Classical liberalism and the geopolitical stand-off with Russia
Edwin van de Haar // 7 January 2022
Generations of students of international relations (IR) at British universities have learned that liberals detest war and actively seek possibilities to eradicate conflict out of world politics. For example by shifting power from the nation state to international organisations, or by the expansion of international law, setting clear norms and punishing those states that do not stay within the legal framework of, for example, the United Nations. Other liberal ‘solutions’ have focused on domestic politics, notably the attempt to keep the alleged war-mongering classes (generals, diplomats, aristocrats) at bay by increasing the power of the allegedly peace-loving general public over foreign affairs. In the recent past we have seen many attempts to bring democracy from abroad through military intervention, in the belief that democracies do not fight each other. Much has been said about these liberal principles, yet only rarely has it been noted that this kind of thinking is indeed “liberal” – but in the American sense. How do other types of liberals look at IR, particular in the context of the current geopolitical stand-off with Russia?
Classical liberals, from David Hume and Adam Smith to Friedrich Hayek and others, always had different views about IR. Their realistic view of human nature, in which man is seen to be guided by both reason and emotion, forbids them to be too optimistic about the possibility to eradicate conflict and violence from human affairs, world politics included. They recognise that individuals have an emotional attachment to their nations (nowadays: states), and are certainly not shy to support warfare, even when they also recognised war to be a terrible, damaging event. They seek ways to deal with the regrettable, but inevitable occurrence of international conflict. In that context classical liberals do not have starry-eyed visions about the peace-enhancing effects of international cooperation, transnational arrangements or structures. They certainly think diplomacy, international law and negotiations are important to protect and possibly expand the open international order, an important, yet obviously not sufficient, condition for individuals to thrive. However, they recognise that this may sometimes be insufficient. States must also be prepared to actually defend themselves and their allies, and must have the military power to coerce possible intruders. Often, world politics is a much dirtier affair than progressives like to admit.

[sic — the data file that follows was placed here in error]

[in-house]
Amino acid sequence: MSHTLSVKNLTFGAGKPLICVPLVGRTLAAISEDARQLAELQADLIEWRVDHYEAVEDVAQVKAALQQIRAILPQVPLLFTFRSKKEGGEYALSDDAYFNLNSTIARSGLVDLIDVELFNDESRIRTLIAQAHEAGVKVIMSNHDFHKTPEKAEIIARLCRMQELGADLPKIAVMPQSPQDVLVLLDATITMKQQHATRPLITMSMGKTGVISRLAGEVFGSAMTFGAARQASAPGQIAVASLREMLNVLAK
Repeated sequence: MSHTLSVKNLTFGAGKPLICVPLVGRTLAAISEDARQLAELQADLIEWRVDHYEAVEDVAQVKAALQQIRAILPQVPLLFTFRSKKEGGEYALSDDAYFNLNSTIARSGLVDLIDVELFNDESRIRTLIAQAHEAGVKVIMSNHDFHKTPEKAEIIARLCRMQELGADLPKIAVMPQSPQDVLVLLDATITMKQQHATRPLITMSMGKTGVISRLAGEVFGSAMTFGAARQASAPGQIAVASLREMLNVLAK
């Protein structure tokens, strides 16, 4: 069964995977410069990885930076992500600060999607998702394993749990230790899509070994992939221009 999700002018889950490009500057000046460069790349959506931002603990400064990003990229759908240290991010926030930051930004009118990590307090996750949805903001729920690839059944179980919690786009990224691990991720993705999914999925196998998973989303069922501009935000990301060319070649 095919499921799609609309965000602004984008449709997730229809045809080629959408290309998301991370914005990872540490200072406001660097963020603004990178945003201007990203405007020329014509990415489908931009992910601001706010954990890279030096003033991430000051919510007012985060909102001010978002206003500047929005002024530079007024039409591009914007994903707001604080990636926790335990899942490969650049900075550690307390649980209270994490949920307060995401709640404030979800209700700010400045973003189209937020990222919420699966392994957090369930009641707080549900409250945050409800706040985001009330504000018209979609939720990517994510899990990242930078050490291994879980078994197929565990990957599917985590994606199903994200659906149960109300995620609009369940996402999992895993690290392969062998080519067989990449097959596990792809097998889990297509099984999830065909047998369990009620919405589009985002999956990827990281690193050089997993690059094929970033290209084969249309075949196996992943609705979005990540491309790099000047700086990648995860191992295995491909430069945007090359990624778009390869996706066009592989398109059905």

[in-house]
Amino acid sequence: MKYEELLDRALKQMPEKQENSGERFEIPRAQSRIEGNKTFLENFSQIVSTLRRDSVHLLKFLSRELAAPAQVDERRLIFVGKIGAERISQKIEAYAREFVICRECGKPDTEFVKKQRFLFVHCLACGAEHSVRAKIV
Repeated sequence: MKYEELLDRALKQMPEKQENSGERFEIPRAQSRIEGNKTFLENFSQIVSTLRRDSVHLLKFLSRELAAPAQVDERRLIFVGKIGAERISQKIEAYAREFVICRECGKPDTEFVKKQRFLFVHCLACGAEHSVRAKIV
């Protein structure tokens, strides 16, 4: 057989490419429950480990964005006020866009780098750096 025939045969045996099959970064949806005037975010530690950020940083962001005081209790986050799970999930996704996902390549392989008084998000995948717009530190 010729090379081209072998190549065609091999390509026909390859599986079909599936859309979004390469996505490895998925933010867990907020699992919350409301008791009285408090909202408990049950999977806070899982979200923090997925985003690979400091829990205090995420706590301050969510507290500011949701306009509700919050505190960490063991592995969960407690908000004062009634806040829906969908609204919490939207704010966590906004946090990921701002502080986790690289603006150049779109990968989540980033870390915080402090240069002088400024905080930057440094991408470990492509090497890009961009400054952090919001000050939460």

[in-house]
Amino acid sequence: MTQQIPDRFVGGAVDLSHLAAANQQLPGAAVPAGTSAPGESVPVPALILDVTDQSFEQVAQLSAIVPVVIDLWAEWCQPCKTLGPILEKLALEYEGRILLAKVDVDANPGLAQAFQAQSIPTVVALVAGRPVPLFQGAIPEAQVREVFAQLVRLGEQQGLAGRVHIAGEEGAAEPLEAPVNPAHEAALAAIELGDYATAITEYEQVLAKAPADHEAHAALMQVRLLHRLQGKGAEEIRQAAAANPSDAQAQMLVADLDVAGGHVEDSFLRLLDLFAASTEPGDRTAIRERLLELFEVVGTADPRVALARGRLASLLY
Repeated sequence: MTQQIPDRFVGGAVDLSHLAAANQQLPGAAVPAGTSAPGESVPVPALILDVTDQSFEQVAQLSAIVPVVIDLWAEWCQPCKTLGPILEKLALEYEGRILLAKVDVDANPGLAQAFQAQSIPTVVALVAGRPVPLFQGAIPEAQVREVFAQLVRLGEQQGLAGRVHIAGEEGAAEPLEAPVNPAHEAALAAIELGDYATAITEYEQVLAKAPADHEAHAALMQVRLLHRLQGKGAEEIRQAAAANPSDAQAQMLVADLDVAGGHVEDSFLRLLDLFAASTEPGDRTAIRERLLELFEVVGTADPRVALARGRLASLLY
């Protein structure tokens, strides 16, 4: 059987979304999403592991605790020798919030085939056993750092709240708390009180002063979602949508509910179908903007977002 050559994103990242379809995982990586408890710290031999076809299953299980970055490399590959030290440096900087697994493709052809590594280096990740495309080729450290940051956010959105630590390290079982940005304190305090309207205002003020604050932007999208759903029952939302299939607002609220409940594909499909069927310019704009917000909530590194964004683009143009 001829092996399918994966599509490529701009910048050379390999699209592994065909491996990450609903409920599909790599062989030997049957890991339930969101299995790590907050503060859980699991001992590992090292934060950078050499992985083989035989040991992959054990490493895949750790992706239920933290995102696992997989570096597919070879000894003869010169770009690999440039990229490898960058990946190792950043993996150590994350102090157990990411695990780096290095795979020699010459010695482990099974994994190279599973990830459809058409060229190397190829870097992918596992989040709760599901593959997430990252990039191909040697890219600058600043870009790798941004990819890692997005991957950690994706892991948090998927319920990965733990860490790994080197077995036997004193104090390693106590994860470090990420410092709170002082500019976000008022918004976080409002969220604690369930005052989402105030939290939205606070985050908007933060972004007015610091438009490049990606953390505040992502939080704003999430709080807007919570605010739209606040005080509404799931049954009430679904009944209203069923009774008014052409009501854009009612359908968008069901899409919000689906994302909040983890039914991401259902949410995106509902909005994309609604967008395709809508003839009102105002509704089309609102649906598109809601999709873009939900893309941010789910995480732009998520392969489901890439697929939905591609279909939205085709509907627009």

The international arena knows no ultimate judge or authority. This does not mean it must be seen as the quintessential ‘state of nature’; there are too many international agreements (of all kinds) and other strong bonds between states for that. But it does mean that nation states have to make arrangements for their security as the prime goal of their international policy. Here, one of the mechanisms in play is the balance of power. In academia, this mechanism is mostly associated with the “realism” theory. However, it was Hume who wrote an enthusiastic essay on it, stating that the balance of power was based on common sense and obvious reasoning. Smith fully agreed. The central aim of the balance is to avoid war, by making sure the domination or belligerent plans of one power or alliance are met with a countervailing power, or coalition. Both sides balance each other out. Although Hayek never wrote directly about it, it is a form of spontaneous order at the international level, with the unintended but welcome effect of international order. This is not to say no war occurs at all, but it will often be more limited.